Dany's (Emilia Clarke) exile continues which leads her and Ser Jorah (Iain Glen) to the beautiful yet strange Qarth, where all is not as it seems. While she isn't given much to do this season, her scenes with the Thirteen, who are amusingly sinister and allows for her to exhibit her growing confidence and power. The build up to Stannis's arrival at King's Landing is tantalizing and slow paced, but effectively allows to build up the power of Stannis's fleet and the inner turmoil at King's Landing, where Joffrey is becoming a hated and resented King and whose vile actions are putting the Lannister's and Sansa (Sophie Turner) at risk. As the internal squabbles between Cersei and Tyrion continue up until the ninth episode, we are treated to one of the most ambitious episodes of television ever crafted, the brutal 'Blackwater'. This penultimate episode is unlike any episode of the show seen before. Rather than covering the Seven Kingdoms and more, this episode focuses on Stannis's invasion of King's Landing and Tyrion's attempts to defend the city. What follows is 60 minutes of tense action and spectacle with some of the series most brutal scenes. This episode has it all, great drama, great action and the fantastic spectacle of what this season had been building to.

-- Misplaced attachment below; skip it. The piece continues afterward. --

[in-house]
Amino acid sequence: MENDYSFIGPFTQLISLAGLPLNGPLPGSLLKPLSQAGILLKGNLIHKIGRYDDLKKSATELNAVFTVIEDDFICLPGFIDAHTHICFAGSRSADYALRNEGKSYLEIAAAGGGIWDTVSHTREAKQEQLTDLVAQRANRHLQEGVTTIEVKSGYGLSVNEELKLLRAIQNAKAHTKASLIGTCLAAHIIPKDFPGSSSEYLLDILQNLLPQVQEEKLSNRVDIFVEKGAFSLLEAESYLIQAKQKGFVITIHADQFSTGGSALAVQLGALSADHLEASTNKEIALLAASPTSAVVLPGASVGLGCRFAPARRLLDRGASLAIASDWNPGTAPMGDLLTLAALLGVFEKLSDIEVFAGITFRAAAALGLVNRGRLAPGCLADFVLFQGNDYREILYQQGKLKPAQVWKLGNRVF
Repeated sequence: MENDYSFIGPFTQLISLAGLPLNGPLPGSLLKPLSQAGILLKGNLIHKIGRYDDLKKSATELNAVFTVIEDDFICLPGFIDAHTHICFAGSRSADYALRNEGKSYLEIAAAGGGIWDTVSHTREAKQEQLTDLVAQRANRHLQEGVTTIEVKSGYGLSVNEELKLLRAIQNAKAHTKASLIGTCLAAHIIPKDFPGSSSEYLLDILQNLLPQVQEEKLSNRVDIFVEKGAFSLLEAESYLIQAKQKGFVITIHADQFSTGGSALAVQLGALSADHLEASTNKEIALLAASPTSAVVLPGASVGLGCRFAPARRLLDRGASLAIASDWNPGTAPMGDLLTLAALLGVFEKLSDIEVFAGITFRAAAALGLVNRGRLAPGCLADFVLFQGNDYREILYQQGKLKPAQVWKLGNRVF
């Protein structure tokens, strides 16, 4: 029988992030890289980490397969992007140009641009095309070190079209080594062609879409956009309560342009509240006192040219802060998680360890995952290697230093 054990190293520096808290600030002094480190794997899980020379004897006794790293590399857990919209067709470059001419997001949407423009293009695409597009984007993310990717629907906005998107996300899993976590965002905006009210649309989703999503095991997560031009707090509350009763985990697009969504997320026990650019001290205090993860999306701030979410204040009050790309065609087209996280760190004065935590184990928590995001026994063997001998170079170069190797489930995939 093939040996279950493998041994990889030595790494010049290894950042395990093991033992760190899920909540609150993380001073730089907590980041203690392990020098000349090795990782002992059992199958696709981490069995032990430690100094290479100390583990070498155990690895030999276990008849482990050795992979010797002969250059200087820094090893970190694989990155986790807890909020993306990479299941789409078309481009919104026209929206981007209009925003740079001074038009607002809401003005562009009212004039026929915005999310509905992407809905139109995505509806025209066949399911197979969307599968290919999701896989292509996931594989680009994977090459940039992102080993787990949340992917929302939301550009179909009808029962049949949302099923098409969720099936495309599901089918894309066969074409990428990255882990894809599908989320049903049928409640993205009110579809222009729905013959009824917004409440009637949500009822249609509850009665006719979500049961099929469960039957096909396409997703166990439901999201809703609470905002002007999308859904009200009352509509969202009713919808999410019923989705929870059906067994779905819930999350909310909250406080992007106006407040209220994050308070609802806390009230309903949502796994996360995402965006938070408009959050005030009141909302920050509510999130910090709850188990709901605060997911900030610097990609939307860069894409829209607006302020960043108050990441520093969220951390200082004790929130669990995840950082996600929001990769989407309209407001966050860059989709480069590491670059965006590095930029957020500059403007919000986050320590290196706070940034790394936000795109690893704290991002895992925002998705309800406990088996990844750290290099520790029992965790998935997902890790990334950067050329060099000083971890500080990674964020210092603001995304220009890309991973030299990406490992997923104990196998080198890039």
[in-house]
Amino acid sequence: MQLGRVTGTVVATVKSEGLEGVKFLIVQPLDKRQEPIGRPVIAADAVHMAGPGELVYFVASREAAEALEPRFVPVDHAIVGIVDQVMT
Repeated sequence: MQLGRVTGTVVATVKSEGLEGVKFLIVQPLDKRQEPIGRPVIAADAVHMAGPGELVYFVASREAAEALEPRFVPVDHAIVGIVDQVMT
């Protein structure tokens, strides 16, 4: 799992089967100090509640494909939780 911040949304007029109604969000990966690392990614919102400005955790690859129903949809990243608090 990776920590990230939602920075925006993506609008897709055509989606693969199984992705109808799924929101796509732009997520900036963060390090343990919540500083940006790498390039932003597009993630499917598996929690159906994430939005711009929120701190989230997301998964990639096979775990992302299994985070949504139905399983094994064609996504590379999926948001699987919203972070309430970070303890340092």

The second season of Game of Thrones builds on an already well established and sweeping epic television show. The character and story progression, while expansive and slow in places, comes together fantastically with no character being neglected or thrown aside. There can be no higher praise for the high quality production and set design, the locations are gorgeous and looks like a $250 million dollar blockbuster continuously. More importantly, the core group of characters remain as interesting and as likeable as before (or hated, depending on your allegiance). This show is simply television at its finest on every level.


Saturday, 2 June 2012

FILM REVIEW: The Raid: Redemption (Serbuan Maut) (2012)

Director: Gareth Huw Evans
Starring: Iko Uwais, Joe Taslim, Donny Alamsyah, Yayan Ruhain and Pierre Gruno.
Running Time: 101 minutes
Genre: Action thriller

Indonesia is not a place you would traditionally associate with being at the center of modern Asian action cinema. Despite this, Welsh born director Gareth Huw Evans (who is based in Indonesia) has crafted one of the most entertaining, exhilaratingly pure action films ever made. Being an Indonesian production has only helped Evans in his vision, as surely a film with this level of violence and mayhem would have struggled to be financed in Western cinema. Without a doubt, The Raid: Redemption is the best action film since 2003's Thai martial arts epic Ong-Bak.